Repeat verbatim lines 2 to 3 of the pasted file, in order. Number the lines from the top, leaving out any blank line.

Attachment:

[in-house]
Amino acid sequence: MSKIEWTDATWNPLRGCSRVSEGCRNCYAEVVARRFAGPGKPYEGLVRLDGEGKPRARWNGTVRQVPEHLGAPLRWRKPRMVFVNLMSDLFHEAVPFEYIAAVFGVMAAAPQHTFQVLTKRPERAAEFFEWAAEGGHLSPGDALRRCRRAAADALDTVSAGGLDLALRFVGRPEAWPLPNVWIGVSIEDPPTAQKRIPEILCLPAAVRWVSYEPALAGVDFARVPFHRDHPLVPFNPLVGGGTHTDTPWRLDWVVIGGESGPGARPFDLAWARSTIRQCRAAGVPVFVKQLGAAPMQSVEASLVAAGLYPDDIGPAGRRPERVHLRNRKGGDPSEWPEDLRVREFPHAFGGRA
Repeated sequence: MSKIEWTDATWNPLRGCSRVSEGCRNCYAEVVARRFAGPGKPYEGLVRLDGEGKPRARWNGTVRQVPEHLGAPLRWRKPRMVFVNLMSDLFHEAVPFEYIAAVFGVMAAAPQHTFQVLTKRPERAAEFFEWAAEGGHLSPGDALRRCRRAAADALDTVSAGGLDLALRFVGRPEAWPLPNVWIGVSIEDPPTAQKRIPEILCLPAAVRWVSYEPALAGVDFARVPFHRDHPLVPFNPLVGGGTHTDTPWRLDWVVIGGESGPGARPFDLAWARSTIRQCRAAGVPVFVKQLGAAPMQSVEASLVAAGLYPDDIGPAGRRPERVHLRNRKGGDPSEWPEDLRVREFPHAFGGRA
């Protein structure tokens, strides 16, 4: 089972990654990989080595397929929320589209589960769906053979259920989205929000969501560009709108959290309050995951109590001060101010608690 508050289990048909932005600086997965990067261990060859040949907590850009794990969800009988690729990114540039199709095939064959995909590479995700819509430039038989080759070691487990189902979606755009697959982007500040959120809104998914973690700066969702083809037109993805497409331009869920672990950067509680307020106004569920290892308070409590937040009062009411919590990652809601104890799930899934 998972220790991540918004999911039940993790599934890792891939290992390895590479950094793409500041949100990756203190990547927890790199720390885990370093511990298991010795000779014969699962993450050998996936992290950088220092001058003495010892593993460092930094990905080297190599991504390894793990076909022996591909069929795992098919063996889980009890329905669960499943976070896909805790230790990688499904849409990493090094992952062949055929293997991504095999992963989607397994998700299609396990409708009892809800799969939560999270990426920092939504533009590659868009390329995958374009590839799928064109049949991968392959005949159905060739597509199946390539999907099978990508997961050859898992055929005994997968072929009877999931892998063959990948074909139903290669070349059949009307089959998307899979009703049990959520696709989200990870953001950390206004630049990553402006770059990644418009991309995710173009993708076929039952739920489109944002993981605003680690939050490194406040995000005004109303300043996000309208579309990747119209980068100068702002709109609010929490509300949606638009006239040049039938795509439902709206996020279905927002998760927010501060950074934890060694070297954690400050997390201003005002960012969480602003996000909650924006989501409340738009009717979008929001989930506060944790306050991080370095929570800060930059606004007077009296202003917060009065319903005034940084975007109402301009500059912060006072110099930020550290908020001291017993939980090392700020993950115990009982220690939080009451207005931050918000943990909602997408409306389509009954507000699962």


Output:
Amino acid sequence: MSKIEWTDATWNPLRGCSRVSEGCRNCYAEVVARRFAGPGKPYEGLVRLDGEGKPRARWNGTVRQVPEHLGAPLRWRKPRMVFVNLMSDLFHEAVPFEYIAAVFGVMAAAPQHTFQVLTKRPERAAEFFEWAAEGGHLSPGDALRRCRRAAADALDTVSAGGLDLALRFVGRPEAWPLPNVWIGVSIEDPPTAQKRIPEILCLPAAVRWVSYEPALAGVDFARVPFHRDHPLVPFNPLVGGGTHTDTPWRLDWVVIGGESGPGARPFDLAWARSTIRQCRAAGVPVFVKQLGAAPMQSVEASLVAAGLYPDDIGPAGRRPERVHLRNRKGGDPSEWPEDLRVREFPHAFGGRA
Repeated sequence: MSKIEWTDATWNPLRGCSRVSEGCRNCYAEVVARRFAGPGKPYEGLVRLDGEGKPRARWNGTVRQVPEHLGAPLRWRKPRMVFVNLMSDLFHEAVPFEYIAAVFGVMAAAPQHTFQVLTKRPERAAEFFEWAAEGGHLSPGDALRRCRRAAADALDTVSAGGLDLALRFVGRPEAWPLPNVWIGVSIEDPPTAQKRIPEILCLPAAVRWVSYEPALAGVDFARVPFHRDHPLVPFNPLVGGGTHTDTPWRLDWVVIGGESGPGARPFDLAWARSTIRQCRAAGVPVFVKQLGAAPMQSVEASLVAAGLYPDDIGPAGRRPERVHLRNRKGGDPSEWPEDLRVREFPHAFGGRA